Looser, tighter

Discussion in 'Strings [BG]' started by fleabass89, Aug 21, 2001.

  1. How do you like your strings? Low tension or high?

    Well, i don't know about the rest of you, but i like my strings high tension. I hate that low tension crap. Fretbuzz, all that clicking and clacking, and they feel like they're gonna come off. The tighter the better, is what i say (to a reasonable extent). Here are the reasons.

    1) Reduced Fretbuzz

    2) Gets you used to them, so if you play a bass with heavy strings, you won't have a hard time.

    3) You can beat the hell out of it when playing with a pick, and no clickety clackety.

    4) tighter low end, more edgy, sharp midrange and highs - fuller sound

    5) You can tune down a half step or tune to Drop D without them being unbearably loose.

    So, tell me what you like!

    EDIT: Uh why didnt the poll work...?
  2. Aaron


    Jun 2, 2001
    Bellingham, WA
    Woohhooo the poll didn't work!!!
  3. Jeb


    Jul 22, 2001
    Sorry flea, but I like the lights. They play fast! I never did like a pick and I have a light touch. I don't tune down and a I actually like a little "clicking and clacking."

    To each his own, I guess.
  4. I like mine tighter. I play with a pick. Playing chords is a lot easier with tight strings.
  5. lo-end


    Jun 15, 2001
    I didnt know you could tighten or loosen your strings??? :confused:

    Are you talking about string gauges or what? I had no idea string tension could be adjusted...?!?!??
  6. JMX

    JMX Vorsprung durch Technik

    Sep 4, 2000
    Cologne, Germany
    It can't be adjusted. But you can design strings so that they're either tighter and looser. but keep in mind that the bass and especially the neck play an important role how the strings feel. A string will always feel softer on a Fender Jazz (a typical soft neck bass) than on a modern hard neck bass.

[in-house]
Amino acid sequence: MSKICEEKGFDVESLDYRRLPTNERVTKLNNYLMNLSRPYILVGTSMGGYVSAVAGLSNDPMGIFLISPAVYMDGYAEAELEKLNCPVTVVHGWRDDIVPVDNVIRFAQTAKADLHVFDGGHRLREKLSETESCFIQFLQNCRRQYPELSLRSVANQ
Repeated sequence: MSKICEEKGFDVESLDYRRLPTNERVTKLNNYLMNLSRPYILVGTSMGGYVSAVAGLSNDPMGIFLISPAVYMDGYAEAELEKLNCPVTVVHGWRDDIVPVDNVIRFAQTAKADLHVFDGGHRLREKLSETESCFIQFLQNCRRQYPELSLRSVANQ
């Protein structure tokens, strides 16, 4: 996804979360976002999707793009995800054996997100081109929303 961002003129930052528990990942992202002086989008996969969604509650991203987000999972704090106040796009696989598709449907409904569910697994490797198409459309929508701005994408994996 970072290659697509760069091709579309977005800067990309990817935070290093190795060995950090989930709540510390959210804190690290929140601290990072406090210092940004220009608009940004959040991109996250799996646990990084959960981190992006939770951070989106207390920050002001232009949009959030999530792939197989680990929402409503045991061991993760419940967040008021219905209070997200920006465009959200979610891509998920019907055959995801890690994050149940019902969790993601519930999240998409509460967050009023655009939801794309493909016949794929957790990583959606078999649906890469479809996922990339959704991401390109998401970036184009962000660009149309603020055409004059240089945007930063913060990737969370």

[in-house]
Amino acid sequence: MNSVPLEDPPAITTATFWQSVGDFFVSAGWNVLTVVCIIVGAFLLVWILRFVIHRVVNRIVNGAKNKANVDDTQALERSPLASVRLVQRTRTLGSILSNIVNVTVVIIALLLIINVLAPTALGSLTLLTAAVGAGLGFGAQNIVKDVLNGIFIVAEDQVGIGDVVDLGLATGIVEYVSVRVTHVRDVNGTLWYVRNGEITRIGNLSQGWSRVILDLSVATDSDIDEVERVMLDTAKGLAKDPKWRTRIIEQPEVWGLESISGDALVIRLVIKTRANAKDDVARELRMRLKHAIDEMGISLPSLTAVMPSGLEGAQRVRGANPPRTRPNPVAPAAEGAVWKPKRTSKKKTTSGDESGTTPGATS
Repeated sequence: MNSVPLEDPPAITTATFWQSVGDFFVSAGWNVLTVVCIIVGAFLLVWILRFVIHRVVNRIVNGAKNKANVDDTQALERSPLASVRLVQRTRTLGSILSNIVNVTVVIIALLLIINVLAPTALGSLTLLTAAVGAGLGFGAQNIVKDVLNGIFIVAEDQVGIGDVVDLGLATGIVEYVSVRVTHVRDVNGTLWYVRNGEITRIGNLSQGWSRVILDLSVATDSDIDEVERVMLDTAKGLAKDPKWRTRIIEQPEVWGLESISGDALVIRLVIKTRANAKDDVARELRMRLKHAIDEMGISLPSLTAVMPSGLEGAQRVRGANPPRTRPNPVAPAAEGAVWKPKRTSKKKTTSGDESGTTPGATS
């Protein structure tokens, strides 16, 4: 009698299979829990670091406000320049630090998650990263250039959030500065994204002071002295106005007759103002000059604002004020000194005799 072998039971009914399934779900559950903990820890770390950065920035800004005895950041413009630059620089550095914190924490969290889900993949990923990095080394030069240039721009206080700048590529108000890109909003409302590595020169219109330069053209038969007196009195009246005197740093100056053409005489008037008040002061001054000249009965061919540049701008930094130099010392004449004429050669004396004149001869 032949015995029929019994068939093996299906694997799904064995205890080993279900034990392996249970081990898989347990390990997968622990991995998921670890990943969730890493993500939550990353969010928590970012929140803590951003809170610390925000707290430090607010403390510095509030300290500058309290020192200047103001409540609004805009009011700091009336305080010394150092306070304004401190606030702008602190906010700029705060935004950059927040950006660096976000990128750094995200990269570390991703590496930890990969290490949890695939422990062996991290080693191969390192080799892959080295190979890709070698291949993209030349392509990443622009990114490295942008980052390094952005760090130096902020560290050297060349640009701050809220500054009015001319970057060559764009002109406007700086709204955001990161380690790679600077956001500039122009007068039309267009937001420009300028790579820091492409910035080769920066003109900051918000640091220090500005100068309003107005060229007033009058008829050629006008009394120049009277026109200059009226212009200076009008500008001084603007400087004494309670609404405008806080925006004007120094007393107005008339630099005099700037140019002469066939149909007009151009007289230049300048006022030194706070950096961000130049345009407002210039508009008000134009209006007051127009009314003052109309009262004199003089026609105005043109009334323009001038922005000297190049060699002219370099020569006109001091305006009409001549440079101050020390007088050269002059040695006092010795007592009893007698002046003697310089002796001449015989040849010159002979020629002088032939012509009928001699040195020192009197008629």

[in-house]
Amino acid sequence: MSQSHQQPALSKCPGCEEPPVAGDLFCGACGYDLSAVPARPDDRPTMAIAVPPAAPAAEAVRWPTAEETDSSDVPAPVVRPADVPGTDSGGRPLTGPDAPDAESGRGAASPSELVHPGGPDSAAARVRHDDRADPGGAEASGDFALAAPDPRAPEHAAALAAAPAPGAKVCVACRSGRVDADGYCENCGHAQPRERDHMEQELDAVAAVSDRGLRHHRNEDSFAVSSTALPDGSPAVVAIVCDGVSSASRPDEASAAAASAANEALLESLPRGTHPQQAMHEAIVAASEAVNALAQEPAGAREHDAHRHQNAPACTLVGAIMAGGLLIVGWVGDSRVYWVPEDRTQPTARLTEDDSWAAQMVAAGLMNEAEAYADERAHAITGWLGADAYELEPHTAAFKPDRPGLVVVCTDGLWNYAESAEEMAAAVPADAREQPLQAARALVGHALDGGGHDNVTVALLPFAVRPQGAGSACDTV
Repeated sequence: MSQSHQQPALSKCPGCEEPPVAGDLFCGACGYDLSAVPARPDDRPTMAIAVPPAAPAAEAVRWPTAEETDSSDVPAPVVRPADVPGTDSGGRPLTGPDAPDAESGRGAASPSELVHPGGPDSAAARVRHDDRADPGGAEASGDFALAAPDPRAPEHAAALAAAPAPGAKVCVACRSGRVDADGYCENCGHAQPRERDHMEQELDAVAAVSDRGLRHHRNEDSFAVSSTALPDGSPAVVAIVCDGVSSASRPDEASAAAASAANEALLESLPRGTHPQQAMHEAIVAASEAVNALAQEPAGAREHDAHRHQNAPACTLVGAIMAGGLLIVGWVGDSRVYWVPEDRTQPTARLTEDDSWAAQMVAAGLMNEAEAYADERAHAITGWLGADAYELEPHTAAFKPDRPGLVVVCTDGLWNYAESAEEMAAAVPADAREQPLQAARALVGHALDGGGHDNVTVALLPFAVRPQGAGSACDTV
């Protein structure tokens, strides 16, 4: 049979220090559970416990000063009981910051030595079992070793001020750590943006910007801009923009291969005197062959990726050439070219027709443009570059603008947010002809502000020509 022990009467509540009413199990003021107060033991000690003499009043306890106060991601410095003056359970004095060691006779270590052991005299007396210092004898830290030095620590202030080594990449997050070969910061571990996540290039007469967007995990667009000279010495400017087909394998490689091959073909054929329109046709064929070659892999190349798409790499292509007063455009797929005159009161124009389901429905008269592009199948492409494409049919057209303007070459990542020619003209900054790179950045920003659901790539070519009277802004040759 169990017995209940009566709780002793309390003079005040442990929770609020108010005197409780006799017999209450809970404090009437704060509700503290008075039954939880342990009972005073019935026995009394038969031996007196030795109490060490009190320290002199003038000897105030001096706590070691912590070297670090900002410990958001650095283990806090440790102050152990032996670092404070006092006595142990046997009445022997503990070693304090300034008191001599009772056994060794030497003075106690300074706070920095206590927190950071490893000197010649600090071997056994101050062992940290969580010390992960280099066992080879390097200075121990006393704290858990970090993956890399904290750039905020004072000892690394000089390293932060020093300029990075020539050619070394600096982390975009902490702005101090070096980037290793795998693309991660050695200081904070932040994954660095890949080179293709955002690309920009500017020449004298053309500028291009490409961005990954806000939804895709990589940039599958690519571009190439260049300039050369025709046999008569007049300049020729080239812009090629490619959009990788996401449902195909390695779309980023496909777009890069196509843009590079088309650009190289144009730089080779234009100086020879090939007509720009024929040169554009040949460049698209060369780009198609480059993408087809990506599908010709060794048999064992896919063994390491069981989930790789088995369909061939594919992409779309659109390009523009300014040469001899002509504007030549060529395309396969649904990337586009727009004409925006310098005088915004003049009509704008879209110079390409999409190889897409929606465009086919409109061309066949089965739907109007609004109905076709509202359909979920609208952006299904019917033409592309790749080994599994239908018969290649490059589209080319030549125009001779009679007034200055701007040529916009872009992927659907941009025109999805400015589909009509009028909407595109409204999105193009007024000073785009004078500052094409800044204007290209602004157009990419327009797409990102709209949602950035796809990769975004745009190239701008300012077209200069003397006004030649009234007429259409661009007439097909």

7. Flatwound

    Flatwound Supporting Member

    Sep 9, 2000
    San Diego
    I tend to like fairly big (.050-.105) hex-core strings. They feel stiff and taut, and seem thumpier on my basses. Ernie Ball Slinkys fit this criteria pretty well. Right now I'm using Ernie Ball flats, which also have a pretty stiff feel.
  8. seamus


    Feb 8, 2001
    Love tight strings and low action, nothing beats it.
  9. I play medium gauge DR HiBeams and some say they are too floppy, but they feel just right to me. I guess I like low tension, as specially at work....
  10. Loose and low, I like to slink arround I tune down a whole step or two steps on my fives depending on which one, using medium for A and heavy for G. Smooth, low, groovy and fat, I play with my hands (I don't like picks, but pickers are respectable) I don't like that much tension it just feels smoother to me. I use Ernie Ball Slinkies.
  11. smuttley


    Sep 29, 2000
    What do you guys think about string gauges in relation to slap?

    most people say lighter strings are better for it, but
    when i tuned my E to A, it sounded incredibly punchy, much better than the normal A.
  12. I dig on medium gauge strings (105-45) but each to their own here. Your seem to be right about people liking the lighter strings for slapping though. Not me. It sounds to twangy with light stings IMO.